Okay, last nugget to share (my publishing company: www.caramal.com has been running for over ten years now so I’ve had a fair bit of experience) when you want to get your ebook formatted and a cover design done, definitely use Elance.com to source a cheap-as-chips designer from India, Russia, China, etc. In fact, due to the competition in this marketplace you can often find a North American designer who will quote for only a little bit more.
I once had an ebook design template done for me for only $70 (using Elance) and then I just changed the title and the photo for each of the eight ebooks in the series. Here’s 3 of them, so you can see the kind of quality you can get for a very cheap price:
You can also use elance.com to source your website designer, etc. The cost differential is astounding. There is no charge to you to post your project and receive quotes for the job (the provider pays Elance the brokerage commission). I outsource everything now. My long-term computer programmer for $20/hour is in Pune, India, my latest logo design project was done in Buenos Aires, my forum management (to keep out porn, spam etc.) is done in Assam for $5/hour, my virtual assistants for customer service are in Los Angeles and Washington, etc. etc.
If you use www.elance.com it will be very cheap to get your ebook ready and available. You can also use Elance to have your book formatted and uploaded to Kindle.
Another great place to get your book cover design done, is at BookBaby. They have simple or deluxe design packages at different prices, with a very fast turnaround time.
Both Kindle and CreateSpace host free eBook cover creators – where you login and create your own cover from templates they provide.
You’ll have to balance your design esthetic with your budget and then choose the best design service you can afford. If you can’t afford to pay for design, then don’t let that stop you! At the end of the day, your site visitors and people from your email list KNOW you and they know the quality of your content. They will not be put off purchasing by the fact that your book has a plain cover.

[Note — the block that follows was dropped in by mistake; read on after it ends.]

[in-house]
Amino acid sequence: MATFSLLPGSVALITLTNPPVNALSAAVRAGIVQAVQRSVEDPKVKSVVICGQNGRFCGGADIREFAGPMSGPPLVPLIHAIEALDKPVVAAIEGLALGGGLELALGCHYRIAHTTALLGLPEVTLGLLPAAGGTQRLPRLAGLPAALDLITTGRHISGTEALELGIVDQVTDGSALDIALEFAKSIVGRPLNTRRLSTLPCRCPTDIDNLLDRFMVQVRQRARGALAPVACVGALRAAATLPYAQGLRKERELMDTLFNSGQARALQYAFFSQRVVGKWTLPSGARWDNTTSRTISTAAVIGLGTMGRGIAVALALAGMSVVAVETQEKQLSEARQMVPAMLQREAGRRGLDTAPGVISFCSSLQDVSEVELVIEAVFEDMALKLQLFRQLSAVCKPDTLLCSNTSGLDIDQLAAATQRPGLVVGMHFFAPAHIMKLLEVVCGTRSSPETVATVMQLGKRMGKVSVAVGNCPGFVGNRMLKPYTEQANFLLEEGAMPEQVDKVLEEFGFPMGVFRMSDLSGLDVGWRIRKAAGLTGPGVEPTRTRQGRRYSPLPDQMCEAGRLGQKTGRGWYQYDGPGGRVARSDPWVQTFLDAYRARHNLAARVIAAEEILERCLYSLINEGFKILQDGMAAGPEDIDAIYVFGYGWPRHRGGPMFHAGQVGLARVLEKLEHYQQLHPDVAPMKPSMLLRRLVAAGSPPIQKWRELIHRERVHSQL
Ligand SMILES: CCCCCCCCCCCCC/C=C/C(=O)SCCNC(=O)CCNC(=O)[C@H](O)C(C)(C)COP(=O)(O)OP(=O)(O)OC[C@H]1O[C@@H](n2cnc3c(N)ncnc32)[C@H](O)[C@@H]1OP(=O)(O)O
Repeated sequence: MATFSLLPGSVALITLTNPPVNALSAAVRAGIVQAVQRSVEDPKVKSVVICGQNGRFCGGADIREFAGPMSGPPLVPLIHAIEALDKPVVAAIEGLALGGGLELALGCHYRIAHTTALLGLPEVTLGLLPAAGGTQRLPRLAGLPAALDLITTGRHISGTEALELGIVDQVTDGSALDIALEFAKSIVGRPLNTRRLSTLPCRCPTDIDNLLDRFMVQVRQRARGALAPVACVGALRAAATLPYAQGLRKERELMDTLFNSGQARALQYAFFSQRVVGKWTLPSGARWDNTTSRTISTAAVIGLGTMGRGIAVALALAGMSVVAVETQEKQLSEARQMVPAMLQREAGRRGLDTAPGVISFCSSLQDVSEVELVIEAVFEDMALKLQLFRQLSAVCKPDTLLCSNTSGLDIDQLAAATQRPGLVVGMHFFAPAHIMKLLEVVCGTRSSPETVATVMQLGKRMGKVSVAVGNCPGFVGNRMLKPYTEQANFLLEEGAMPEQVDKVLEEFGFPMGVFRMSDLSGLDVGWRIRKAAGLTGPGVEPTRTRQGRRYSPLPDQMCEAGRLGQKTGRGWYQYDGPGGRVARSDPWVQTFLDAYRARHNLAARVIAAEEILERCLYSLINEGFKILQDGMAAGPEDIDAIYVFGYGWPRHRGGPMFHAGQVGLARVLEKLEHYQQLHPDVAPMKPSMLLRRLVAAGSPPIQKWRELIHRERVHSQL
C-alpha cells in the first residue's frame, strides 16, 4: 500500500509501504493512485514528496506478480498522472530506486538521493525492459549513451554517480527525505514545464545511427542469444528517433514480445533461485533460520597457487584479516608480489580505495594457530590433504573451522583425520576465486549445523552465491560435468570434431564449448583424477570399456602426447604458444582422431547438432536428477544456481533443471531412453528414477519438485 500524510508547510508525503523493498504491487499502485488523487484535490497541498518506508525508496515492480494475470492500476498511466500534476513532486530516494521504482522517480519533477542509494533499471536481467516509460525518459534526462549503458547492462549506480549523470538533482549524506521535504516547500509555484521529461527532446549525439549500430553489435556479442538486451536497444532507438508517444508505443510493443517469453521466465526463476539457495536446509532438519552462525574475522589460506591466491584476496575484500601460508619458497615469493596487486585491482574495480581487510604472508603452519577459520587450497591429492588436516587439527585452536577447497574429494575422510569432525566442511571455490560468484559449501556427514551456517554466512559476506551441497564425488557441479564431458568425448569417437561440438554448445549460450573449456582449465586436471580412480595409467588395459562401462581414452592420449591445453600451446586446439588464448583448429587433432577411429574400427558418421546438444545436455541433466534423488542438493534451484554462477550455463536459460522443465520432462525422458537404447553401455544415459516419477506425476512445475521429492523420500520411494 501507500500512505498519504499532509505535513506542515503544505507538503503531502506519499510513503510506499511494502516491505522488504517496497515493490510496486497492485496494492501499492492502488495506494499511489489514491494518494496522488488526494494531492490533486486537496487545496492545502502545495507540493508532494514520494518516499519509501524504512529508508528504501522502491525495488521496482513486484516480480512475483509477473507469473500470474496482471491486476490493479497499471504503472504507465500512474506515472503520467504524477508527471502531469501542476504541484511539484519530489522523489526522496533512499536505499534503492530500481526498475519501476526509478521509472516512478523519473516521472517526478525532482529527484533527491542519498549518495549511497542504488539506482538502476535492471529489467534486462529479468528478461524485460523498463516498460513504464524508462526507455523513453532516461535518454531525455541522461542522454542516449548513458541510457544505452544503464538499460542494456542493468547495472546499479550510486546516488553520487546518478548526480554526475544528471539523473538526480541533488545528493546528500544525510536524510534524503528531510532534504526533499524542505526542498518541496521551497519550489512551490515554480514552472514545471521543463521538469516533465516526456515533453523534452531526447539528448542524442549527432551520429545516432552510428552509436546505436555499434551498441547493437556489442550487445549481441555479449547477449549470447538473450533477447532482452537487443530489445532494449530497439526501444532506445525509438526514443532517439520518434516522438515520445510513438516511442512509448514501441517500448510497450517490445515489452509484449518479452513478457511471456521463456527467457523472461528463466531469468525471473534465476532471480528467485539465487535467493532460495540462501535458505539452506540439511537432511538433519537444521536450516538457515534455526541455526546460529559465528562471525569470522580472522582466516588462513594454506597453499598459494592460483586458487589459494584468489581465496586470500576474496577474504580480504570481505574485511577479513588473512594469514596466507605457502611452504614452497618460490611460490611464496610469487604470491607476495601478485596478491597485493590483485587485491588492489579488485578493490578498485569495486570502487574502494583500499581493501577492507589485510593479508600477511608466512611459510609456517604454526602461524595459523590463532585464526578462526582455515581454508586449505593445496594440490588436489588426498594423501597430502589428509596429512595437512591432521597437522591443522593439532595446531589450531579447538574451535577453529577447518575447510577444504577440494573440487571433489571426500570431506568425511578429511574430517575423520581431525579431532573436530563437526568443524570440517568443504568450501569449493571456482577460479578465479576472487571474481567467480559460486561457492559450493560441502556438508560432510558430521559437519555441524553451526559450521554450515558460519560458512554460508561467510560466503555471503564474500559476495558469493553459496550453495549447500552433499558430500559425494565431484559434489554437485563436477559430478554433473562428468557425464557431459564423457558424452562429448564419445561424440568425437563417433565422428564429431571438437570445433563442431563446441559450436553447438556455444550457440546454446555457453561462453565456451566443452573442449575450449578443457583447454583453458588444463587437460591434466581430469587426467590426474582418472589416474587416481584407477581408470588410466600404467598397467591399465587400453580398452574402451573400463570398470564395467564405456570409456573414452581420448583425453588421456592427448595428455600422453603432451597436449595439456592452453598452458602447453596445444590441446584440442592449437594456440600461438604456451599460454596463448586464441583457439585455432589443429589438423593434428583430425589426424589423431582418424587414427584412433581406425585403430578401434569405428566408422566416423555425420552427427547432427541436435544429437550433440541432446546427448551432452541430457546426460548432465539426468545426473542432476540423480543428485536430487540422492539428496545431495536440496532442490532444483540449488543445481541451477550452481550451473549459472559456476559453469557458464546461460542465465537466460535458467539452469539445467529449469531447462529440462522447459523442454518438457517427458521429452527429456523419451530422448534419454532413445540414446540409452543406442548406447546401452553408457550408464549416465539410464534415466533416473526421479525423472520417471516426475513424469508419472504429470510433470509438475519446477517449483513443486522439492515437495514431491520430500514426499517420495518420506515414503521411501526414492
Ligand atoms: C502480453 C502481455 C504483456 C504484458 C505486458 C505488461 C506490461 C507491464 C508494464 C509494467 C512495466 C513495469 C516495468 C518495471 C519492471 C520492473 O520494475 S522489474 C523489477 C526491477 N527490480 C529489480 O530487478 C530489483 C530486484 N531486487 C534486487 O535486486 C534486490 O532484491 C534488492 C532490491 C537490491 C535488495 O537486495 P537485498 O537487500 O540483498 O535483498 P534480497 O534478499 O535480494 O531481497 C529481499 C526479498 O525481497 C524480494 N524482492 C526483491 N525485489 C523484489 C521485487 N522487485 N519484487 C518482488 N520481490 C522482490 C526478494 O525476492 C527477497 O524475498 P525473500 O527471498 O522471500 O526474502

Test Different Formats
Then, when your book or eBook or Kindle book is ready, just test it and see which version your market prefers! You can’t know anything for sure until you test, as each person’s market is slightly different. The good news is, if you follow my tips here, you can keep your production cost really low, so if you find that Kindle works better for you than selling ebooks off your site, no problem. Either offer both, or just link to Kindle from your site instead.
I’m going to close this article, with a quote from Jack Cheng, a debut novelist who used Kickstarter as the platform to raise money (crowdfunding) to publish his first novel. Keep in mind, that Jack’s day-job is as a designer and advertising copywriter in the technology field:
Why I’m Printing a Physical Book
For all the distances we travel between the pages of the book, the physical object itself is a souvenir of that experience. Like all souvenirs, the object is a memory device, so that when our eyes glance over the cover on our shelves, we are pulled momentarily and subconsciously into these past worlds and emotions. The nicks and creases and tea stains that patina the object over time further ground it in our memories, reminding us of where we were when we read the book, what we were doing, who we were with. The object is a conversation hook, an invitation to friends who stop by before going out on Friday night, and strangers you meet on the train in the sweltering New York summer. And the object is a ticket to return, a ticket that never expires.
I buy physical books. I buy e-books. Both have their advantages, but I believe that at this moment in time, a physical book is still a vastly superior interface for the stories I cherish. These are the books I find myself reading over and over again. These books have hard covers but they are also soft and yielding—they are forgiving to our different ways of highlighting and annotating. They can be dog-eared and marked up and still work when you drop them. They may not have search boxes, but their contents are imminently discoverable, especially when you’re not sure what exactly it is you’re trying to find. And they never run out of batteries.